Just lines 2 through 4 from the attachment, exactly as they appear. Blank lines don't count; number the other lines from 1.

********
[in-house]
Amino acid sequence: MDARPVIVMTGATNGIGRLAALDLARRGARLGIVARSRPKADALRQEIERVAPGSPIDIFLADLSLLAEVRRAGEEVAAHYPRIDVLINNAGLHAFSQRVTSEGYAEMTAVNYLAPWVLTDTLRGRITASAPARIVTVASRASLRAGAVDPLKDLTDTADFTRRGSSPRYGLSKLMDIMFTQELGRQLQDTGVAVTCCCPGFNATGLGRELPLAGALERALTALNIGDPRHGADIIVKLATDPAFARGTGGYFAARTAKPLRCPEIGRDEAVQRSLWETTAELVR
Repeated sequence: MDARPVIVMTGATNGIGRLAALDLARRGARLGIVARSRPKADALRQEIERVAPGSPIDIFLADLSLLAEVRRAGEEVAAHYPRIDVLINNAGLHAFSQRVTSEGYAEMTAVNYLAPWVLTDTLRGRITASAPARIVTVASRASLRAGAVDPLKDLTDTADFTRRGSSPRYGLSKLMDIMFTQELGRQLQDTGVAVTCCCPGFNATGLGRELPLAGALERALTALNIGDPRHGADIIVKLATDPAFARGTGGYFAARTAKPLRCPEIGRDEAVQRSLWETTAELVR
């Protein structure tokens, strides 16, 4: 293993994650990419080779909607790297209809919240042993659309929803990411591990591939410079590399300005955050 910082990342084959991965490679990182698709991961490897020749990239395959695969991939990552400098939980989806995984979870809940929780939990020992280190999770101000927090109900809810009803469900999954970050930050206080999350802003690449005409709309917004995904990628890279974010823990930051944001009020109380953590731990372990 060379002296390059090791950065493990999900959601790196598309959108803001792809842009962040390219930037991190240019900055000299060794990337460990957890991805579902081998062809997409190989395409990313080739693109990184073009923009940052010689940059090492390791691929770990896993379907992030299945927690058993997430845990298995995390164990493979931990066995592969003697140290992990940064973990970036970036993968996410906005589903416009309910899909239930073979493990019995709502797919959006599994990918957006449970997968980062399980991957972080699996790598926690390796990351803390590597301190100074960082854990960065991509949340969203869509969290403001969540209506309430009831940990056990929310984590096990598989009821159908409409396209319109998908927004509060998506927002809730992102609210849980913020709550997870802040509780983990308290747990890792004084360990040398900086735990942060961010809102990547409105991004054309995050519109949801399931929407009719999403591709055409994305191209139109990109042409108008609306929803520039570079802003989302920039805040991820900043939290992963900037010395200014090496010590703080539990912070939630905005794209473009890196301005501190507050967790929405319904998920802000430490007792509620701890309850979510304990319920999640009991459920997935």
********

Amino acid sequence: MDARPVIVMTGATNGIGRLAALDLARRGARLGIVARSRPKADALRQEIERVAPGSPIDIFLADLSLLAEVRRAGEEVAAHYPRIDVLINNAGLHAFSQRVTSEGYAEMTAVNYLAPWVLTDTLRGRITASAPARIVTVASRASLRAGAVDPLKDLTDTADFTRRGSSPRYGLSKLMDIMFTQELGRQLQDTGVAVTCCCPGFNATGLGRELPLAGALERALTALNIGDPRHGADIIVKLATDPAFARGTGGYFAARTAKPLRCPEIGRDEAVQRSLWETTAELVR
Repeated sequence: MDARPVIVMTGATNGIGRLAALDLARRGARLGIVARSRPKADALRQEIERVAPGSPIDIFLADLSLLAEVRRAGEEVAAHYPRIDVLINNAGLHAFSQRVTSEGYAEMTAVNYLAPWVLTDTLRGRITASAPARIVTVASRASLRAGAVDPLKDLTDTADFTRRGSSPRYGLSKLMDIMFTQELGRQLQDTGVAVTCCCPGFNATGLGRELPLAGALERALTALNIGDPRHGADIIVKLATDPAFARGTGGYFAARTAKPLRCPEIGRDEAVQRSLWETTAELVR
């Protein structure tokens, strides 16, 4: 293993994650990419080779909607790297209809919240042993659309929803990411591990591939410079590399300005955050 910082990342084959991965490679990182698709991961490897020749990239395959695969991939990552400098939980989806995984979870809940929780939990020992280190999770101000927090109900809810009803469900999954970050930050206080999350802003690449005409709309917004995904990628890279974010823990930051944001009020109380953590731990372990 060379002296390059090791950065493990999900959601790196598309959108803001792809842009962040390219930037991190240019900055000299060794990337460990957890991805579902081998062809997409190989395409990313080739693109990184073009923009940052010689940059090492390791691929770990896993379907992030299945927690058993997430845990298995995390164990493979931990066995592969003697140290992990940064973990970036970036993968996410906005589903416009309910899909239930073979493990019995709502797919959006599994990918957006449970997968980062399980991957972080699996790598926690390796990351803390590597301190100074960082854990960065991509949340969203869509969290403001969540209506309430009831940990056990929310984590096990598989009821159908409409396209319109998908927004509060998506927002809730992102609210849980913020709550997870802040509780983990308290747990890792004084360990040398900086735990942060961010809102990547409105991004054309995050519109949801399931929407009719999403591709055409994305191209139109990109042409108008609306929803520039570079802003989302920039805040991820900043939290992963900037010395200014090496010590703080539990912070939630905005794209473009890196301005501190507050967790929405319904998920802000430490007792509620701890309850979510304990319920999640009991459920997935």